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One-third of US households chuck landlines; now use mobile only

One-third of US households chuck landlines; now use mobile only

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The fading of landline phones has important implications for businesses and governments.

A study by the US government finds that a significant slice of American households now only use mobile phones and have abandoned landlines completely.

Preliminary results from the January–June 2011 National Health Interview Survey (NHIS) indicate that the number of American homes with only wireless telephones continues to grow. More than 3 of every 10 American homes (32%) had only wireless telephones (including cellular telephones, cell phones, or mobile phones) during the first half of 2011—an increase of close to 2 percentage points since the second half of 2010.

In addition, nearly one of every six American homes (16%) received all or almost all calls on wireless telephones despite also having a landline telephone.

The estimates are based on in-person interviews that NHIS conducts continuously throughout the year to collect information on health status, health-related behaviors, and health care utilization. The survey also includes information about household telephones and whether anyone in the household has a wireless telephone.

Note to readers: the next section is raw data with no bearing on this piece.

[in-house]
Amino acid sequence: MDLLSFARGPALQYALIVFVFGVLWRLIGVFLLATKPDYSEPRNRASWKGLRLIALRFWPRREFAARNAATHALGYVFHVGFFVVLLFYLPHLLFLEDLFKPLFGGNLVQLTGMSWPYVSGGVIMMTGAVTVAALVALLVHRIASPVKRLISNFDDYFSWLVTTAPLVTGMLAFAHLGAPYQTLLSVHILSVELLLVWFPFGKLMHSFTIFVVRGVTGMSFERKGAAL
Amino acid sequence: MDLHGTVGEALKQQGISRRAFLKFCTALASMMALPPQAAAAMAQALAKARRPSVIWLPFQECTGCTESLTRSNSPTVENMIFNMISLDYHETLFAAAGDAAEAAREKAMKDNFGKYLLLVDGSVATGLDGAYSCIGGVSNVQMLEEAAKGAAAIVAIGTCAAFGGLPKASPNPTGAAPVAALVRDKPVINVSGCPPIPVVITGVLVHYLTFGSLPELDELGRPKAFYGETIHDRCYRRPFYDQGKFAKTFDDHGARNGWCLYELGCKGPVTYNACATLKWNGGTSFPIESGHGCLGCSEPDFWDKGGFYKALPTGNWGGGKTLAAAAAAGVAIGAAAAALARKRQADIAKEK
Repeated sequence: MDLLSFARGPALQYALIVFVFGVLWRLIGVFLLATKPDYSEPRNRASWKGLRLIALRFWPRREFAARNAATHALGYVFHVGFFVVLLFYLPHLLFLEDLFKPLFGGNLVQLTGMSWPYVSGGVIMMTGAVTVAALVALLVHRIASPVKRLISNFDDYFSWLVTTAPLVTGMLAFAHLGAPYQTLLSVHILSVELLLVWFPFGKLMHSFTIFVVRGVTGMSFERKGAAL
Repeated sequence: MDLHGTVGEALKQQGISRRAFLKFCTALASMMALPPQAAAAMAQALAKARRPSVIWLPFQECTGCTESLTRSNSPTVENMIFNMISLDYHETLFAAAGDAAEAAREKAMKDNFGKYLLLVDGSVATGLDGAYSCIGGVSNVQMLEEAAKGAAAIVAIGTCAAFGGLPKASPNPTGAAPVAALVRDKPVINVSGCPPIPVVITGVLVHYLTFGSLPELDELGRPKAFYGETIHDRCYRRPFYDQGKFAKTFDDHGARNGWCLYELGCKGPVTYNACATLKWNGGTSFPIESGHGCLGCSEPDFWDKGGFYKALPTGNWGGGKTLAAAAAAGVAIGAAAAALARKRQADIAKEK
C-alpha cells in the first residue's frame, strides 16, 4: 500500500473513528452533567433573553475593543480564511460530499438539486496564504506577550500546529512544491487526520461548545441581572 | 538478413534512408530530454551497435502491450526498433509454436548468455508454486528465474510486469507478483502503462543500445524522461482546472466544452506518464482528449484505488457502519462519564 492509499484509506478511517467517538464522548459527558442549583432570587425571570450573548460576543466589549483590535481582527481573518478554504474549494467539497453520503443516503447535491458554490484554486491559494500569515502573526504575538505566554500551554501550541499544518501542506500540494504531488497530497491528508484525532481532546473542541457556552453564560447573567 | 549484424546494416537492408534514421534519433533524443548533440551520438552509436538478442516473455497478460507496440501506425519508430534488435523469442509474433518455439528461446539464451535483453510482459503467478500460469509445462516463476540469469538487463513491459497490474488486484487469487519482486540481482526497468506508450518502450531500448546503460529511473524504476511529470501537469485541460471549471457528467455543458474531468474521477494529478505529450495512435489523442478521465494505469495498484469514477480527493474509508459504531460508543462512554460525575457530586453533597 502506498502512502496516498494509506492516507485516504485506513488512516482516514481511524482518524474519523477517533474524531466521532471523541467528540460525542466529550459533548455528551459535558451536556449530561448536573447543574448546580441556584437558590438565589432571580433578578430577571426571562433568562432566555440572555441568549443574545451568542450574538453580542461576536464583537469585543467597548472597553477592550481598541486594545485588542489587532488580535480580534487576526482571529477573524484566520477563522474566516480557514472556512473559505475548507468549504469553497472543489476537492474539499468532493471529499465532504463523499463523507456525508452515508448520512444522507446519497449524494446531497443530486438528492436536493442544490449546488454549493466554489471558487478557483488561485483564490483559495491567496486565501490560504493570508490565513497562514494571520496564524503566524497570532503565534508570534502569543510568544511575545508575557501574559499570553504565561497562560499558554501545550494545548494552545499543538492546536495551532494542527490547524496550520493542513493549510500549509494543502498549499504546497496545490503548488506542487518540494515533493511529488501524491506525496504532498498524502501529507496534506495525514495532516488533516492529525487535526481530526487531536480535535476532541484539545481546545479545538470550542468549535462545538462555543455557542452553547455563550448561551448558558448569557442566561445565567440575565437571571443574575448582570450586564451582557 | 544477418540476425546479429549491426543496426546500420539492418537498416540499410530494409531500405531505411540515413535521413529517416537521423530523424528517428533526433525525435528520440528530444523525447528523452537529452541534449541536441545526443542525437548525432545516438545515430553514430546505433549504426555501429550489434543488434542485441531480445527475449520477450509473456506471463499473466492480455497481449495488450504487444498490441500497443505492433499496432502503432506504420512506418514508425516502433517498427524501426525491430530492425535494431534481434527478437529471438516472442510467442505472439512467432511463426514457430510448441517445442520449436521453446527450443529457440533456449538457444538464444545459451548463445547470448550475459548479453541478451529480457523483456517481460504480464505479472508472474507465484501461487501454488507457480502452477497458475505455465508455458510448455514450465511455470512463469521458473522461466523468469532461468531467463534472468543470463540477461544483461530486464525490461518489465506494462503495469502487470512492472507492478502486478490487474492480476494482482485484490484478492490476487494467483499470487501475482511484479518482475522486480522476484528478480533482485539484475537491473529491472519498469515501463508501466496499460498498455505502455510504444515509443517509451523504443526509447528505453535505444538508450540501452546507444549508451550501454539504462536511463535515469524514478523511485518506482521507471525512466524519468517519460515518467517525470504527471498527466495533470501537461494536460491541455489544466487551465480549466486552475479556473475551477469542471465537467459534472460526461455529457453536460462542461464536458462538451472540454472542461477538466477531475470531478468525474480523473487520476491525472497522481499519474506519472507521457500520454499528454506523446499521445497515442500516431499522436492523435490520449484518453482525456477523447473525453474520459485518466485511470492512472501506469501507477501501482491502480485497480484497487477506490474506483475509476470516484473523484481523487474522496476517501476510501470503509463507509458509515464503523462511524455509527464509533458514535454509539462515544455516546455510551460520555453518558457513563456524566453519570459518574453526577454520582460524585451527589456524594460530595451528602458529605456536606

The findings, which show the landline rapidly fading as a household staple, have far-reaching implications for telecom providers, local and regional governments (including emergency responders and infrastructure planners), and research firms that rely on telephone surveys to gather data.

The NHIS survey also found that wireless-only households prevail among several demographic groups:

  • Younger people: Nearly 6 in 10 adults aged 25–29 (58%) lived in households with only wireless telephones. The percentage of adults living in households with only wireless telephones decreased as age increased beyond 35 years: 34% for adults aged 35–44; 22% for adults aged 45–64; and 8% for adults aged 65 and over.
  • Roomate situations: Nearly three in four adults living only with unrelated adult roommates (71%) were in households with only wireless telephones. This rate is nearly twice as high as the rate for adults living alone (38%) and three times as high as the rate for adults living only with spouses or other adult family members (23%).
  • Renters: More than half of adults renting their homes (52%) had only wireless telephones. This rate is more than twice as large as the rate for adults owning their home (21%).
  • Men: Men (31%) were more likely than women (29%) to be living in households with only wireless telephones.
  • Lower-income groups: Adults living in poverty (47%) and adults living near poverty (38%) were more likely than higher-income adults (28%) to be living in households with only wireless telephones.

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Joe McKendrick

Contributing Editor

Joe McKendrick is an independent analyst who tracks the impact of information technology on management and markets. He is a co-author of the SOA Manifesto and has written for Forbes, ZDNet and Database Trends & Applications. He holds a degree from Temple University. He is based in Pennsylvania. Follow him on Twitter. Disclosure